Our day of treasure hunting started in the Lord Moon of the Mall, the pub thinking they’d hit pay dirt with a full pub by eleven am but it was not to last. Once everyone had turned up Clara and Peter handed out the first set of puzzles and got everyone’s team names.
It turned out we were to spend the day sniffing around for answers on the
underground. I myself started the day with what seemed to be the winning team: Nick Jones, chief rail enthusiast, Lian Von Wantoch and Ana Tam who between them have more books on London than anyone else I can think of. We were first out of the gate and we rushed off to St Paul’s full of confidence only to arrive from the wrong station and to miss all of the clues.
Rather than having a quick look (as most teams seemed to have done) and rushing off to the next station it was a good hour before we left, still not having found all the answers. After a further tour of what seemed the most distant tube stops in London — Marylebone, Sloane Square, and Waterloo (who thought of this route?), we were far behind the rest of the UL.
With Jones’s reputation as a train spotter plummeting faster than the lifts at Goodge Street it was time to start cheating. With Charing Cross and Earl’s Court the next two stations to visit, Jones disappeared into the warren of tunnels around Charing Cross station before emerging with the answers to the Earl’s Court stations saving us a trip.
Unfortunately he’d been spotted; exiting the TARDIS outside Earl’s Court even though he’s not a time lord, now the dog was loose with Sean spotted riding a sheep around Soho, and Rupert being very showbiz and catching a helicopter from Hyde Park.
Soon Clara was phoning round checking to see if groups were together, but having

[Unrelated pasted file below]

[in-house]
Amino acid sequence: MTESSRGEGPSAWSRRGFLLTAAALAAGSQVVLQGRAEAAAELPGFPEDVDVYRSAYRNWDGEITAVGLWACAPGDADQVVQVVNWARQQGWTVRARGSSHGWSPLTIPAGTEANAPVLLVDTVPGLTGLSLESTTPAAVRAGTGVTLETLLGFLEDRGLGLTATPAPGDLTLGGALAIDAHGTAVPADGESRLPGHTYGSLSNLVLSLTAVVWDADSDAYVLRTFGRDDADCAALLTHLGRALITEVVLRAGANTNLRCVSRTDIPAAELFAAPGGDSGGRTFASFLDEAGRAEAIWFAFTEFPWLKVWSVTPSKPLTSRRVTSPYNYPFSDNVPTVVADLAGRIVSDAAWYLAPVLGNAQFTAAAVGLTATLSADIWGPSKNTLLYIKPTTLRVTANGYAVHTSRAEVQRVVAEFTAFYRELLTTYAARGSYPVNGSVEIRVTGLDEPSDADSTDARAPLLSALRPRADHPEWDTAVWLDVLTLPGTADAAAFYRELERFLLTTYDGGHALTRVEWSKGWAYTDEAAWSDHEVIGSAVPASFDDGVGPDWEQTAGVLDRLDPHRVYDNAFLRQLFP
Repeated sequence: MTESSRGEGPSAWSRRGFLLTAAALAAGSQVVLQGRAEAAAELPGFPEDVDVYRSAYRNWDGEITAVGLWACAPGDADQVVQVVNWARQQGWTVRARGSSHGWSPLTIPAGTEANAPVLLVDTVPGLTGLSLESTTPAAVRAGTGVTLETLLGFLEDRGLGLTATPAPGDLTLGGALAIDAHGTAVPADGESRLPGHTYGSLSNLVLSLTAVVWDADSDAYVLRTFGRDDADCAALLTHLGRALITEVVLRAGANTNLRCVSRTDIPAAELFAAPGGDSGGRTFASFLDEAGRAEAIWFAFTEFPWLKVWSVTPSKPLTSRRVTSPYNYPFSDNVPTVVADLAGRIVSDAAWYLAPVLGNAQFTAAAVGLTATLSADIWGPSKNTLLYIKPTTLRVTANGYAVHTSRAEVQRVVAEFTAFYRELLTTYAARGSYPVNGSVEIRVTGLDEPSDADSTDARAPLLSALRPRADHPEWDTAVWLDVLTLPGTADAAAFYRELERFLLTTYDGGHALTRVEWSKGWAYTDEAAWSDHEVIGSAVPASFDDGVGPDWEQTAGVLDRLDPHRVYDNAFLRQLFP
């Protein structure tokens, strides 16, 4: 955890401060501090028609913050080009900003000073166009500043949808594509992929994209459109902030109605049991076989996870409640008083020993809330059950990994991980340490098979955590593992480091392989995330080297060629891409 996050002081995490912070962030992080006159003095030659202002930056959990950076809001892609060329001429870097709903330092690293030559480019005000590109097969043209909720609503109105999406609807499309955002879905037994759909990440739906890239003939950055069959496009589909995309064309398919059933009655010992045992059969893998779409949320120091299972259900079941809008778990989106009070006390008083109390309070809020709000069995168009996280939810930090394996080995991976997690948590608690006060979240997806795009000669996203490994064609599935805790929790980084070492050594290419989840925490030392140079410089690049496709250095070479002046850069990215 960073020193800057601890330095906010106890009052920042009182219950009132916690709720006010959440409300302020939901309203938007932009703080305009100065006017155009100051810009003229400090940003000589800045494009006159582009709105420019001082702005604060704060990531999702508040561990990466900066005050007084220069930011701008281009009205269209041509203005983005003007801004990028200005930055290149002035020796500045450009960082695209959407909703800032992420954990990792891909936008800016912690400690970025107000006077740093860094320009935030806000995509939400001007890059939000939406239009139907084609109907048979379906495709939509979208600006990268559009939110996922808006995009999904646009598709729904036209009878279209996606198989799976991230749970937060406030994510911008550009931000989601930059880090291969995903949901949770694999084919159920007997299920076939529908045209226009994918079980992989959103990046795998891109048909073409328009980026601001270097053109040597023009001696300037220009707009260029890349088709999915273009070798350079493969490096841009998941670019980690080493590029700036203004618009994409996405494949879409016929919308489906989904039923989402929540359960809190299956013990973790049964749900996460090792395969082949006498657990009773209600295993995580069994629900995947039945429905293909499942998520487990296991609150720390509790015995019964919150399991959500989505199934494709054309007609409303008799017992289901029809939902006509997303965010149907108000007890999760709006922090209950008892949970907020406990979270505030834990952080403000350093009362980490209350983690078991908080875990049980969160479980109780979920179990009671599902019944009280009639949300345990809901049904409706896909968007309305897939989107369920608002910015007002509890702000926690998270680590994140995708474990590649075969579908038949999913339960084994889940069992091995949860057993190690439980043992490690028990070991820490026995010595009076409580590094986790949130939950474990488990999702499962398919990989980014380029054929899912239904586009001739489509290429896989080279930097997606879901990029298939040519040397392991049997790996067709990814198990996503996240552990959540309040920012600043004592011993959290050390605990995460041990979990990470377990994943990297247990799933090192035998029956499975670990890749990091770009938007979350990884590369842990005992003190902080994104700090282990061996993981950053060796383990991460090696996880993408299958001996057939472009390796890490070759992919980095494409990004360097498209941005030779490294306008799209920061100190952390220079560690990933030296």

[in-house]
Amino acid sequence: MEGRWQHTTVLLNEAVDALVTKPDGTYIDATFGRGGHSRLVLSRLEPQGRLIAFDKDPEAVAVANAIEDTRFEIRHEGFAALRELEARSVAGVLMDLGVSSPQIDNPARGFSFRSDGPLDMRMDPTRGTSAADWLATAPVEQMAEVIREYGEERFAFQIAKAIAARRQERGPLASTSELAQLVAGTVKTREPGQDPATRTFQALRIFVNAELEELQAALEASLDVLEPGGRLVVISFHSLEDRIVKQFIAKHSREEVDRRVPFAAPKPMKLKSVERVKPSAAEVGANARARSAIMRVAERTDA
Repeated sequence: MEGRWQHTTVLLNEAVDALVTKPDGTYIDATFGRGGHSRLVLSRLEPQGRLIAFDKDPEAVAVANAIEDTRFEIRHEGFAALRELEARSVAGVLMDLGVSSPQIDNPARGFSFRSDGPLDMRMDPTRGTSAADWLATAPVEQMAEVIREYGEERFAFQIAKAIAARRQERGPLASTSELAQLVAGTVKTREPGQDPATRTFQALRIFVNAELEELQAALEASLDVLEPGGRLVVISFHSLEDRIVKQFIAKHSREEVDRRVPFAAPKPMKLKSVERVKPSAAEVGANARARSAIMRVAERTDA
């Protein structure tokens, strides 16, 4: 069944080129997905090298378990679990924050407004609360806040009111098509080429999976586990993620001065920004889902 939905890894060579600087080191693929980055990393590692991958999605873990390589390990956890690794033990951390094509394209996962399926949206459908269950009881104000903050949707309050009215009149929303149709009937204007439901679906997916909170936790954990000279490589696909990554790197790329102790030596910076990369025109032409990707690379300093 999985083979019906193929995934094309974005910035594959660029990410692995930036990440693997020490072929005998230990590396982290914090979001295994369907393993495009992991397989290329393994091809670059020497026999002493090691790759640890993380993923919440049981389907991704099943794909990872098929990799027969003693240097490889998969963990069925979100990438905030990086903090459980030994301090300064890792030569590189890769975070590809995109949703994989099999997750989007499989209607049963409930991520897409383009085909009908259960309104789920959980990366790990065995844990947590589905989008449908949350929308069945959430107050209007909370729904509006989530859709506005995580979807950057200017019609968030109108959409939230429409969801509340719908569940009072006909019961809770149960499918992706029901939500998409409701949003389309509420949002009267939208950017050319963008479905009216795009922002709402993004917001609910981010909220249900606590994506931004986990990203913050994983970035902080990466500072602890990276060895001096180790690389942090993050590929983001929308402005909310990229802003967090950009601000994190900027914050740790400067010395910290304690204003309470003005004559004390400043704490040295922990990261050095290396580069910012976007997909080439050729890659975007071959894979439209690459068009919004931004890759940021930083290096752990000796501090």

been drinking since 11 she wasn’t really paying attention to what people said so some
rough impressions saved the day. Finally with legs tired from vaulting barriers and unpaid
fare tickets mounting it was time to retire to the pub.
With two hours still to go however, there was plenty of time to bribe the Poodles with beer and, with the help of a nearby pub regular, try to answer a few more questions. Soon we were rattling through the questions in a pub full of other UL members doing the same; the race to the finish was on.
The last minute questions worked, helped of course by buying a few more beers for the Poodles, and we shot up the league tables, however it was too late and the winning team was Hair of the Dog, who’d nosed their way to victory with the Poodle friendly team name, regular beer bribes and a surprising knowledge of the underground. We managed to salvage a surprising second place, but with our earlier poor performance we still ended up with the Pants team’s pants. Still, so long as I can find my pants I’ll always be able to find my way home from now on.
By Hugh Spalding